Symbiotic human gut bacteria perform a number of beneficial physiological processes, including fermentation of dietary fiber polysaccharides and instruction of mucosal immune development. During homeostasis, the immune system utilizes several mechanisms to tolerate gut microbes; however, the same symbionts can cause inflammation when certain defects in the immune system exist. Gut symbionts have also evolved mechanisms to protect themselves from the host immune response, including the propensity to synthesize a variety of different surface capsular polysaccharides (CPS). Bacteroides thetaiotaomicron (B. theta) is a model gut symbiont that degrades a wide variety of dietary, host, and microbial glycans and dedicates hundreds of genes to CPS production. The ability to express multiple different capsules, along with their complex, phase-variable regulation, is a common feature of gut Bacteroidales species, including B. fragilis and B. theta. One of the many B. fragilis CPS, termed PSA, is zwitterionic, and has been shown to modulate host cytokine levels and induce anti-inflammatory responses that limit intestinal disease. Recently, several other diverse intestinal bacteria, besides B. fragilis, have been shown to produce zwitterionic CPS that also exhibit anti-inflammatory properties. Thus, it has emerged that several CPS, among just a small set studied, have evolved bioactive properties. In parallel, genome sequencing has revealed a bewildering diversification of genetic loci involved in CPS by human gut bacteria. The central hypothesis of this proposal is that other gut bacterial CPS (especially non-zwitterionic forms) have evolved and been selected under immune pressure to possess a variety of immunomodulatory functions. To test this premise, we have created a novel experimental system: a defined CD4+ TCRtg mouse line in which T cells are specific for a B. theta outer membrane protein, combined with a set of B. theta strains that each either express a single CPS or none at all. Our hypothesis is supported by two major findings that set the basis for this proposal. First, when eight individual strains that each express a different B. theta CPS were tested for their ability to be processed and presented by macrophages to stimulate T cells in vitro, there is a broad range of activities, from weak to strong. Second, analysis of just 14 other sequenced B. theta strains, revealed extensive CPS diversification. Strikingly, we identified a total of 49 unique cps loci among just these 14 strains, suggesting that the ?universe? of Bacteroides CPS is large. We propose to test our hypothesis through two aims: 1) Determine the mechanisms by which 4 individual B. theta capsules exert their range of immunomodulatory activities, and 2) Isolate and express novel CPS genes from Bacteroides species and measure their immunomodulatory activity in vivo and in vitro. Polysaccharides are the most diverse class of biomolecules in nature and have the potential to exert potent biological effects. These studies will expand the known lexicon of bacterial polysaccharide-immune system interactions and should lead to discovery of new, bioactive CPS for potential use as therapeutics.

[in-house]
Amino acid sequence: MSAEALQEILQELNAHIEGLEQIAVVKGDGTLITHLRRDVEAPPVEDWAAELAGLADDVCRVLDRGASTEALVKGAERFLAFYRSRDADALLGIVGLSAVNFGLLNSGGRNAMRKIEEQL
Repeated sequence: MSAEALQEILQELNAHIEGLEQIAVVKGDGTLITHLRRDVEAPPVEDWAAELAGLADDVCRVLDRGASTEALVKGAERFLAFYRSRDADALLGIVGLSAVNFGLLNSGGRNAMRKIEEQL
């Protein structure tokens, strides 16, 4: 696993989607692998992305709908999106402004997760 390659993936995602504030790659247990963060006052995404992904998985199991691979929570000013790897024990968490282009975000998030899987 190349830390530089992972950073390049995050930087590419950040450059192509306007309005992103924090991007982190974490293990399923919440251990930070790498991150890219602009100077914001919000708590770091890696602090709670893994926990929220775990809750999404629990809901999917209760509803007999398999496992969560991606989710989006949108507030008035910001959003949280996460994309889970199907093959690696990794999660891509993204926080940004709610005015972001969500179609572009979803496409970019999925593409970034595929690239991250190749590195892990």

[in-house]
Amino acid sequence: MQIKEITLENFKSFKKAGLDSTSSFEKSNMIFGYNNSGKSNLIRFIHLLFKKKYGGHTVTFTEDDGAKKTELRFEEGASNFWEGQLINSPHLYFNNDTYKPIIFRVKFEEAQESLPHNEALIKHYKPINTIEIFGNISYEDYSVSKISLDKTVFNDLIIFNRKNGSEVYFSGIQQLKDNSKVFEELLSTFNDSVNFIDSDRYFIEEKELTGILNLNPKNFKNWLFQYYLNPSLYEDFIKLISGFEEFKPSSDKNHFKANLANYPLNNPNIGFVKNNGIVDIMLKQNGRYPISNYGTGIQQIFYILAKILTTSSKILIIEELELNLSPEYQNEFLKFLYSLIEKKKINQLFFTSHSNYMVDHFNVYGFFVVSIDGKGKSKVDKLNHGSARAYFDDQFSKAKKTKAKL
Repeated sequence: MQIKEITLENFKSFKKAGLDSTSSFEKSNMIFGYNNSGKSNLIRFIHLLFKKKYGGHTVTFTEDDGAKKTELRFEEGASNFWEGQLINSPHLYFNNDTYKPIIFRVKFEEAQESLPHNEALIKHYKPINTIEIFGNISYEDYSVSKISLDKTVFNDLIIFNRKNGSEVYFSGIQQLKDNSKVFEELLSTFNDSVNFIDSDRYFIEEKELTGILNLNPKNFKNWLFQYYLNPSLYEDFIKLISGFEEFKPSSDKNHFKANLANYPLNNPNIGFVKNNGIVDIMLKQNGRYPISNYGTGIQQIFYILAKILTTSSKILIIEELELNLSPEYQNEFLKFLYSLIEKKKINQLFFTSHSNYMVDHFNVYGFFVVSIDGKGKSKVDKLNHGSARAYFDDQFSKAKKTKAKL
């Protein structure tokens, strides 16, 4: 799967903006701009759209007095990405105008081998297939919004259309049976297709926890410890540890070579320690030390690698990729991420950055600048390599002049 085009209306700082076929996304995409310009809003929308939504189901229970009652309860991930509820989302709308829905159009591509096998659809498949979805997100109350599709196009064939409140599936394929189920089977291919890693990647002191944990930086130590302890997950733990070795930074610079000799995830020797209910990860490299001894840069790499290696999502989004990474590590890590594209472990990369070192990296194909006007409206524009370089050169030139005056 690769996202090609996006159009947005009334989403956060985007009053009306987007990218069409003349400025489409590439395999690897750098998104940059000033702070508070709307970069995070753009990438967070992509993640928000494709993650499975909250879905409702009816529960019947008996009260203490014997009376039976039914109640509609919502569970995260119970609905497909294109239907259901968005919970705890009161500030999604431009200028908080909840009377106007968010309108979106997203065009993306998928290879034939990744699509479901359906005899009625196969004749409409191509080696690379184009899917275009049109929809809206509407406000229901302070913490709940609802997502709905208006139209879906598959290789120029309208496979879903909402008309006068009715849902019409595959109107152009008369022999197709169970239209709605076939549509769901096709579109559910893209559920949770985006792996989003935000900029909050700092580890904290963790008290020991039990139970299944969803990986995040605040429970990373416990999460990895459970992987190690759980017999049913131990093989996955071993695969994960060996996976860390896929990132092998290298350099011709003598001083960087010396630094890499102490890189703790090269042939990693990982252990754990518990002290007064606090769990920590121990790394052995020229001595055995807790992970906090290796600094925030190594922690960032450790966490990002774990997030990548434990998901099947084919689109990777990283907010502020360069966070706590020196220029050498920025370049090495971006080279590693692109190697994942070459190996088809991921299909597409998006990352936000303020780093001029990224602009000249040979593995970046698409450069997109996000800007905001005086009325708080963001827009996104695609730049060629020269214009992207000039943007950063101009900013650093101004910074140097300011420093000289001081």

Public Health Relevance

Inflammatory bowel disease (IBD) is a highly prevelent disease, for which there are no effective therapies. IBD involves a combination of host genetics and indigenous intestinal microbes. We have found that the symbiont organism, Bacteroides thetaiodaomicron (B. theta) can induce colitis in a genetically susceptible host. B. theta produce 8 different capsular polysaccharides(cps) to protect it from the host's immune system, and we have generated 8 B. theta strains each expression a single cps. These strains show a range of immunomodulary activities in vitro and in vivo. We propose to eluciate the mechanisms of how these cps avoid the immune system. The universe of Bacteroides cps is very large and diverse. We also propose to identify novel genes from other Bacteroides species and test their immunomodulatory activity to identify other ways Bacteroides avoid the host's immune system. From these studies we should gain tremendous insights into how a symbiont bacteria adapts to thrive in the gut.

National Institute of Health (NIH)
National Institute of Allergy and Infectious Diseases (NIAID)
Exploratory/Developmental Grants (R21)
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Special Emphasis Panel (ZRG1)
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Rothermel, Annette L
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Washington University
Schools of Medicine
Saint Louis
United States
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